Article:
For Shakespeare: Asexual Reproduction

>> Friday, August 20, 2010

Shakespeare asked: Also, my daughter has a question, sparked by our birds and bees talk: Is it possible for a person to have a child without sperm and egg coming together? Why or why not? Has it ever happened, or might it become possible in the future?

There are critters out there that manage to reproduce without male involvement. The primary process is called parthenogenesis and it's not a common function. In general, particularly in the higher animals, sexual reproduction (sperm and egg type fertilization) is more advantageous for genetic diversity. Under general circumstances, an ovum, the egg as it were, contains only half the genetic material necessary for a new creature. Humans, for example, have 26 pairs of chromosomes, with each parent providing half of that pair. Without fertilization from a sperm, it isn't viable.

But there are exceptions. Aphids, for example, are capable of reproducing from a single female, no male. Most of the time, these aren't clones but rather combinations of eggs together so that it contains mixtures of pairs just like the mother and pairs of chromosomes that are identical. Usually, the results are always female (if males are determined by an XY configuration). This and related processes are not restricted to insects, though the vast majority of animals prone to this are insects and other invertebrates, but it's been seen in lizards, birds and even sharks.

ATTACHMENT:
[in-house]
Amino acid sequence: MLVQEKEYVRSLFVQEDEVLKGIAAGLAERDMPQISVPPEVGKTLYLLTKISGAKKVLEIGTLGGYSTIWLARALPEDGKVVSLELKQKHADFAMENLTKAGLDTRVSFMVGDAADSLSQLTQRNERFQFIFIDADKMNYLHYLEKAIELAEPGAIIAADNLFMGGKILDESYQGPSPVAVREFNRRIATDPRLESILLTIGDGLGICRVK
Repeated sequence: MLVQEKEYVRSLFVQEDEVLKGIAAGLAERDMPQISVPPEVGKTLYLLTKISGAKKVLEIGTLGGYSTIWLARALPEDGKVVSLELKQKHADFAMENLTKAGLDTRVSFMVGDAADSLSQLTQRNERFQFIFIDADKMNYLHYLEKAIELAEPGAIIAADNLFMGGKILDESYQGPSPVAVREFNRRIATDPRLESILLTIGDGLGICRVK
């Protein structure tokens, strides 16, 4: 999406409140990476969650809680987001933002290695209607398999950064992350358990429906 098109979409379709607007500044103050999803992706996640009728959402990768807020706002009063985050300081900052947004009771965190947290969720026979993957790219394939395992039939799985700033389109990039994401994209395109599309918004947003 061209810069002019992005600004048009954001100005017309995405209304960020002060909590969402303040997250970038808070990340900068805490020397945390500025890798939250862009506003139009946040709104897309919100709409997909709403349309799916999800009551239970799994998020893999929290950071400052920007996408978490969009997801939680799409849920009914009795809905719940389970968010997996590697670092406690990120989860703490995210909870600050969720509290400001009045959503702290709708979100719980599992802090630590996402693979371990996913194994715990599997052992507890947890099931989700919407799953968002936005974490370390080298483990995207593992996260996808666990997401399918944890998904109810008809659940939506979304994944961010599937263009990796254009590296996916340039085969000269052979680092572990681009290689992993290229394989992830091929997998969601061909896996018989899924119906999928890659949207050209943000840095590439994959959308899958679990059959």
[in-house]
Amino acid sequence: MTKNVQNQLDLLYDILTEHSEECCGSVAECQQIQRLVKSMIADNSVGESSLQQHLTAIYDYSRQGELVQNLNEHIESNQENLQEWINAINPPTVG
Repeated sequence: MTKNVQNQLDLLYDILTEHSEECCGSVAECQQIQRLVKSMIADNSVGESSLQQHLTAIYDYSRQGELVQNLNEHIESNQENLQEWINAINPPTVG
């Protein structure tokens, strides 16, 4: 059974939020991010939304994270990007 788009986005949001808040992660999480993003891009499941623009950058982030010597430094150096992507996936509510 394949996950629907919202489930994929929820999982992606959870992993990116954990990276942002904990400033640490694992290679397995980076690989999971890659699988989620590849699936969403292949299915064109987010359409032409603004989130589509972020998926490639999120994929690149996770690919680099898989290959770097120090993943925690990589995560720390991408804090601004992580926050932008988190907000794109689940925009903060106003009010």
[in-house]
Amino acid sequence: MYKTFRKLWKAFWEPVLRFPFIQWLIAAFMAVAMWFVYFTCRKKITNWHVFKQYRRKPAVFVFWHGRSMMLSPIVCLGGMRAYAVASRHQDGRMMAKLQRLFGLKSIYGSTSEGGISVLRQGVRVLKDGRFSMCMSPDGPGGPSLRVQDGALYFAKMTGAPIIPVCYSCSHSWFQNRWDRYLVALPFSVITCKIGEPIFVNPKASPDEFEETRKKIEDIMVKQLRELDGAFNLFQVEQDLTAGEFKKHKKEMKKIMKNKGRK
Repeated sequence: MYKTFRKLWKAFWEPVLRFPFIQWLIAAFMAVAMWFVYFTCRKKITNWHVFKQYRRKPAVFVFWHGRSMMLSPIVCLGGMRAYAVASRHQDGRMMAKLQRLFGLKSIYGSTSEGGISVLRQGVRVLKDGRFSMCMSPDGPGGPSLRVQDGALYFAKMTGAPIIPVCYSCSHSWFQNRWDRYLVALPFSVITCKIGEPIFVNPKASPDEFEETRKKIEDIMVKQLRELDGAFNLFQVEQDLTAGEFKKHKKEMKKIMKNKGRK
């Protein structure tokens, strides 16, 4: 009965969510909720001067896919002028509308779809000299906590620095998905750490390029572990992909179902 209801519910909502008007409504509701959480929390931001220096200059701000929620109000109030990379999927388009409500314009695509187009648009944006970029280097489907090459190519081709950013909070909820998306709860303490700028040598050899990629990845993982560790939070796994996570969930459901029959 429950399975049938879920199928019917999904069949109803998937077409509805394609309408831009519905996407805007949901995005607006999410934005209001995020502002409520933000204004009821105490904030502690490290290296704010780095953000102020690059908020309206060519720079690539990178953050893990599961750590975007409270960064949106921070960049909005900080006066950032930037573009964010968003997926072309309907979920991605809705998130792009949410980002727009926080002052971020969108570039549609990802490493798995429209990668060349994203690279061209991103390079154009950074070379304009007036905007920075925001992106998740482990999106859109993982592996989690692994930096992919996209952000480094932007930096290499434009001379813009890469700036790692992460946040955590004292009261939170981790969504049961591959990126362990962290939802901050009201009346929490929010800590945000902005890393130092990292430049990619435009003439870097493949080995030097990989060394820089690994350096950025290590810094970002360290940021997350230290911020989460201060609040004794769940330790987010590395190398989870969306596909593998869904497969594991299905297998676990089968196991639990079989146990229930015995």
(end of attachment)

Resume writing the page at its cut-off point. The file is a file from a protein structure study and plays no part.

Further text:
There's even a parasitic bacteria that can cause it in insects.

It has not been observed in mammals; however, it can be artificially triggered several mammals and it can cloning are theoretically possible even for humans.

Multiple generations from a single genetic source, however, can be very dangerous. Frequently, complex animals have "bad alleles," recessive traits that can be deadly or debilitating if they manifest. Because they are so destructive, they are rare enough that creatures rarely have an offspring with both - thereby preventing manifestation (as "anything else" is dominant). If, however, one starts duplicating chromosomes as pairs, the chances of having a bad allele manifest increase sharply.

I have to tell you, I'm still fond of making offspring the old fashioned way.

If the Mother shows up, she'll probably correct my answer in a dozen ways and can probably expand it as well.

(She also asked: BTW, where do I get one of those novel progress thingies? I want to put one on my own blog... since I'm now actually working on something. Here are some sources:


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